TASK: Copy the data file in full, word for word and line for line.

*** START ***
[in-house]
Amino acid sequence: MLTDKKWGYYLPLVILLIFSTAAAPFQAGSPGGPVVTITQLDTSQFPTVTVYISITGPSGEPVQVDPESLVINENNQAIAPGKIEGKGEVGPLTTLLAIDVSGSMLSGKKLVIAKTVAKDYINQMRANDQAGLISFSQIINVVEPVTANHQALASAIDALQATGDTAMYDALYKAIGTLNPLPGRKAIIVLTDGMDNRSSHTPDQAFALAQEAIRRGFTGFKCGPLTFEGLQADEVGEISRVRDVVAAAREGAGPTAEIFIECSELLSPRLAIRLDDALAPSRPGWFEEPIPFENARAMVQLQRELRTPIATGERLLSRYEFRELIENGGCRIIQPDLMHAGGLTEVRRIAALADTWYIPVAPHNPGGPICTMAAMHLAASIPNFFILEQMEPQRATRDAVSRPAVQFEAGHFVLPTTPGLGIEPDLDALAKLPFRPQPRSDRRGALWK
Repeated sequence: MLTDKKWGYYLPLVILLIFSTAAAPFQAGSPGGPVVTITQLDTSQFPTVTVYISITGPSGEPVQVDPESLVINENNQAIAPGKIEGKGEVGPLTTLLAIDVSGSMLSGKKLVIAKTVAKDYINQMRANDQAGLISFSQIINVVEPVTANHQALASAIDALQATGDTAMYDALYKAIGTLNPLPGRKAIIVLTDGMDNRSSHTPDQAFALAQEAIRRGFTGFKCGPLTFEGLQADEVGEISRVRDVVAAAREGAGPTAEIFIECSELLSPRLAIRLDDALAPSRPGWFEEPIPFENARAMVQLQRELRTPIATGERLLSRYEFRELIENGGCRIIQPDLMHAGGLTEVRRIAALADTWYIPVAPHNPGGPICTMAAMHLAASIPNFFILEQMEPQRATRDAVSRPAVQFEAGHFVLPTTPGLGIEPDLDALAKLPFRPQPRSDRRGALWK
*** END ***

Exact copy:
[in-house]
Amino acid sequence: MLTDKKWGYYLPLVILLIFSTAAAPFQAGSPGGPVVTITQLDTSQFPTVTVYISITGPSGEPVQVDPESLVINENNQAIAPGKIEGKGEVGPLTTLLAIDVSGSMLSGKKLVIAKTVAKDYINQMRANDQAGLISFSQIINVVEPVTANHQALASAIDALQATGDTAMYDALYKAIGTLNPLPGRKAIIVLTDGMDNRSSHTPDQAFALAQEAIRRGFTGFKCGPLTFEGLQADEVGEISRVRDVVAAAREGAGPTAEIFIECSELLSPRLAIRLDDALAPSRPGWFEEPIPFENARAMVQLQRELRTPIATGERLLSRYEFRELIENGGCRIIQPDLMHAGGLTEVRRIAALADTWYIPVAPHNPGGPICTMAAMHLAASIPNFFILEQMEPQRATRDAVSRPAVQFEAGHFVLPTTPGLGIEPDLDALAKLPFRPQPRSDRRGALWK
Repeated sequence: MLTDKKWGYYLPLVILLIFSTAAAPFQAGSPGGPVVTITQLDTSQFPTVTVYISITGPSGEPVQVDPESLVINENNQAIAPGKIEGKGEVGPLTTLLAIDVSGSMLSGKKLVIAKTVAKDYINQMRANDQAGLISFSQIINVVEPVTANHQALASAIDALQATGDTAMYDALYKAIGTLNPLPGRKAIIVLTDGMDNRSSHTPDQAFALAQEAIRRGFTGFKCGPLTFEGLQADEVGEISRVRDVVAAAREGAGPTAEIFIECSELLSPRLAIRLDDALAPSRPGWFEEPIPFENARAMVQLQRELRTPIATGERLLSRYEFRELIENGGCRIIQPDLMHAGGLTEVRRIAALADTWYIPVAPHNPGGPICTMAAMHLAASIPNFFILEQMEPQRATRDAVSRPAVQFEAGHFVLPTTPGLGIEPDLDALAKLPFRPQPRSDRRGALWK